Dani Stüssi (left), CEO of RealUnit Schweiz AG in Baar, and Lucerne banker Karl Reichmuth, who founded the investment company. Both have family roots in Schwyz, which is why they had their photos taken there. Image: Boris Bürgisser (Schwyz, June 25, 2021)
Article from the Luzerner Zeitung, 03 July 2021 | by Maurizio Minetti
Banker Karl Reichmuth is entering the market with a company that wants to offer a kind of private currency alternative.
Anyone who hoards money in a savings account will become poorer in the long term. Because of low interest rates, banks charge so-called “balance fees” for larger amounts. So their capital slowly evaporates in the long term. “The money we have today has lost its value preservation function,” says Daniel Stüssi. The 47-year-old has headed RealUnit Schweiz AG, based in Baar, since April. This young company has a vision, as Stüssi explains: “Our goal is to be a simple investment solution for long-term wealth preservation.”
The founder of the Baar-based company is private banker Karl Reichmuth. The 82-year-old has been dealing with money for decades professionally, having built up the Lucerne-based asset manager Reichmuth & Co. In addition, Reichmuth is always pondering possible reforms of the monetary system. He has published several papers; “New Currencies in Sight” is his latest book (see note).
Massive currency devaluations
RealUnit Schweiz AG is Reichmuth’s brainchild. The company has existed since 2017, but until now only served friends and family close to the banker. Only now is the company opening up to the public.
But what exactly does RealUnit do anyway? Stüssi explains: “One of the problems of today’s system is that, unlike in the past, money is no longer tied to something real. Gold as an anchor of stability has been abolished practically everywhere. In recent decades, therefore, state currencies have experienced massive devaluation measured against the prices of consumer goods.” Not only the U.S. dollar and the euro are worth less than they used to be, but also the Swiss franc, he said. The zero interest rate policy and the expansion of the money supply by the central banks had further exacerbated the problem.
“This is a problem because the more units of a government currency there are, the less each unit is worth,” Stüssi explains. Anyone who puts money aside in this environment cannot be sure that this money will be worth more or even the same in 20 or 30 years. “Only if the money is backed by something tangible will its value be retained – or hopefully even increase.” This is where RealUnit Schweiz AG comes in. The company invests at least 60 percent of customers’ money in real assets. By real assets, we primarily mean gold and silver bars, which the company stores securely. However, real assets can also be industrial metals or shares in listed companies. “But only from those that are developing stably, have more equity than debt and thus low debt, and have a crisis-resistant business model,” says Stüssi. Later, real estate could also be added.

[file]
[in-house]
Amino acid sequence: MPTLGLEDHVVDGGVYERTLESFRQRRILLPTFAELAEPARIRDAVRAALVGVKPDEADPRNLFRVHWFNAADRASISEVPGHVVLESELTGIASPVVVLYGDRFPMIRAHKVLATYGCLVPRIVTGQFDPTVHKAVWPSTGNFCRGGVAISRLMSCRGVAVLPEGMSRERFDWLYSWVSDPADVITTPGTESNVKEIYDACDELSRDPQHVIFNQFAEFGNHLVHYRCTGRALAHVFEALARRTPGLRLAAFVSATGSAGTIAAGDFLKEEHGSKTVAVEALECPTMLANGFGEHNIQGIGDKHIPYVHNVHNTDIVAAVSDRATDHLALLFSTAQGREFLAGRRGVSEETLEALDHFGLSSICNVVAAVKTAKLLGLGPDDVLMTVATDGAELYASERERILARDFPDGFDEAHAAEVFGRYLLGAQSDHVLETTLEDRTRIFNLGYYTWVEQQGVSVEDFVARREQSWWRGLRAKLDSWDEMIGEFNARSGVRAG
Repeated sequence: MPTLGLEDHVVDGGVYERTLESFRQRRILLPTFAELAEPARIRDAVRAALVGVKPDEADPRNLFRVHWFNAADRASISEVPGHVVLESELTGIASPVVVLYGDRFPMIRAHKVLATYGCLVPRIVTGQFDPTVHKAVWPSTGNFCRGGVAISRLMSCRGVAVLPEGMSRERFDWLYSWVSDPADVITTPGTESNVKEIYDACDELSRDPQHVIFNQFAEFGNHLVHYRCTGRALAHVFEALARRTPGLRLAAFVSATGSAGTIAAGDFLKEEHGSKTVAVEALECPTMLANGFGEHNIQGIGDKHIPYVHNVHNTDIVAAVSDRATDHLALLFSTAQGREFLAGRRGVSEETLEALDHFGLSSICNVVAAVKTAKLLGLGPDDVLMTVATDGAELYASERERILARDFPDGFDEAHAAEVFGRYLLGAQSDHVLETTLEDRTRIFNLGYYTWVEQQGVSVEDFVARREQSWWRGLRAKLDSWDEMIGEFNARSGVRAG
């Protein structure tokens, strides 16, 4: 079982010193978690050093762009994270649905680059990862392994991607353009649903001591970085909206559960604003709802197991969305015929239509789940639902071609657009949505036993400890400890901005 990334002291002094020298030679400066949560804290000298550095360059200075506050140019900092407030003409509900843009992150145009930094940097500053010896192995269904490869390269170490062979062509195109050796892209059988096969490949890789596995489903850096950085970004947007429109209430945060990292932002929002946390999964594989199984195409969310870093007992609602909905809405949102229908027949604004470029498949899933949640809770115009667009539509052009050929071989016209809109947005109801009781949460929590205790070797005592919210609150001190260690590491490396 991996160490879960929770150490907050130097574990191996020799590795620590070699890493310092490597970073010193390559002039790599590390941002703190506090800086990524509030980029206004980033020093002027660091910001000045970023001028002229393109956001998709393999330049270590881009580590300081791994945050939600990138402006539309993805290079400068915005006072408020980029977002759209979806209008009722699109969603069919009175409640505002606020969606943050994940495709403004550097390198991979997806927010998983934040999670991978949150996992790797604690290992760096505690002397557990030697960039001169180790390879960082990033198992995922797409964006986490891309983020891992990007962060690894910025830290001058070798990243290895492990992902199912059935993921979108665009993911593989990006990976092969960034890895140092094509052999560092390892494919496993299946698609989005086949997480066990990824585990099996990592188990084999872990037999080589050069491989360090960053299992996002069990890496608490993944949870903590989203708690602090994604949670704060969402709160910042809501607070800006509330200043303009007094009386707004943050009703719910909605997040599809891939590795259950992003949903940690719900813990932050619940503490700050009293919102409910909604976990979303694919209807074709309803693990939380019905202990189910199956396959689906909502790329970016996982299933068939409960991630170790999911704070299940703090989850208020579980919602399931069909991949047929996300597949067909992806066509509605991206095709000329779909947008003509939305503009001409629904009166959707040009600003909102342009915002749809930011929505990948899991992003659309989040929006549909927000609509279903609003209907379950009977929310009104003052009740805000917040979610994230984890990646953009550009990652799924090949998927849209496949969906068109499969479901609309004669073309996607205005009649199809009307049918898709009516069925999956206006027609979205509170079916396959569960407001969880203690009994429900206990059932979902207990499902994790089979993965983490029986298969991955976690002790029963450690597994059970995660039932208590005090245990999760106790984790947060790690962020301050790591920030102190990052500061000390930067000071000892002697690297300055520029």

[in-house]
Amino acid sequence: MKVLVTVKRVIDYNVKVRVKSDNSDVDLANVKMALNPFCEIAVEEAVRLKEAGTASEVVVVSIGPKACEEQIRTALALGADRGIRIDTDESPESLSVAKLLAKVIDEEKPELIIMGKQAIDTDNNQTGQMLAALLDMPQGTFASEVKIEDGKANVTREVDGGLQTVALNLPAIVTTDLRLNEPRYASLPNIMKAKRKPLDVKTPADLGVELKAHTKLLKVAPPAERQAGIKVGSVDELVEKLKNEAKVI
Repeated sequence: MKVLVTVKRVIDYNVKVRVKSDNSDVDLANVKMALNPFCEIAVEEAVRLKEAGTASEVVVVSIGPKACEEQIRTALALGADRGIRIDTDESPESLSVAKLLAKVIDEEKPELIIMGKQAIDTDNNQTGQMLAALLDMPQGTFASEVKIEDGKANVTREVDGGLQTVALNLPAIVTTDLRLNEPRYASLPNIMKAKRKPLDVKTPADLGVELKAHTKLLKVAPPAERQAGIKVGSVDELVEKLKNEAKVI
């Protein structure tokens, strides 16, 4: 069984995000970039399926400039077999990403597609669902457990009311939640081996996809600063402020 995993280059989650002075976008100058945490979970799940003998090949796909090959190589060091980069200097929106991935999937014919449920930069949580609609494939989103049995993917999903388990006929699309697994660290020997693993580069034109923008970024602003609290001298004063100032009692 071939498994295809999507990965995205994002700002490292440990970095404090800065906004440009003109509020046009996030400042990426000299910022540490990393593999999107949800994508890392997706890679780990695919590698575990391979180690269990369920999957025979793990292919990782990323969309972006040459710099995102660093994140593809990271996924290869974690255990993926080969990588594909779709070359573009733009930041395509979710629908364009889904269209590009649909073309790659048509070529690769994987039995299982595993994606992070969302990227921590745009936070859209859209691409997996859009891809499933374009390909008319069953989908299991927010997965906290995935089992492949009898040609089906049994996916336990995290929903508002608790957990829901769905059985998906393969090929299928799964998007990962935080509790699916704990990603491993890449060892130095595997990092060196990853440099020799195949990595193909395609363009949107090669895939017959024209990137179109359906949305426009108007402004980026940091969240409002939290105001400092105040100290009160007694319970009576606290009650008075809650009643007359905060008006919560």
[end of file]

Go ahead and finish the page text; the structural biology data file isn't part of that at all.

Customers are automatically co-owners
The funds invested in this way are unlikely to lose value. Stüssi and Reichmuth believe that the real value of a currency can only be maintained if its performance on a long-term average can at least keep pace with the economy. “We are aiming for growth in line with Switzerland’s gross domestic product,” Stüssi says. However, this also means that if the Swiss economy contracts, the value of RealUnit’s investments also shrinks. “However, purchasing power would tend to be preserved because the GDP and the currency would remain in line,” Stüssi said. “And money would thereby regain its value preservation function.” The RealUnit is thus intended to become a kind of private currency alternative in the long term. The RealUnit team has also developed their own investment system: Customers receive a “piece” of the company in the form of shares, so they are automatically co-owners. In this way, they stand to benefit from the long-term development of the share and also have a say at general meetings. A prerequisite is that the shares of RealUnit Schweiz AG are traded on a stock exchange. “We are planning a stock exchange listing for next winter,” announces Stüssi.
However, the RealUnit is not suitable for quick profits and speculation. “We are targeting investors with a long term mindset,” says the managing director. Currently, the company only manages a double-digit million amount, but the sum is to increase markedly, says Stüssi, for example through capital increases. New funds would then be reinvested in real assets. With an expense ratio of 0.9 percent, the company is relatively lean: The company employs only a handful of people in Baar. Recently, however, the investment company has brought various heads from the banking scene on board. They should help transform Karl Reichmuth’s idea from theory to practice.
Karl Reichmuth and other authors from the financial industry and the world of cryptocurrencies shed light on the upheaval in the monetary system in the book “New Currencies in Sight” from Axel Springer Verlag (ISBN 978-3-03875-385-8). 176 P., 45 CHF.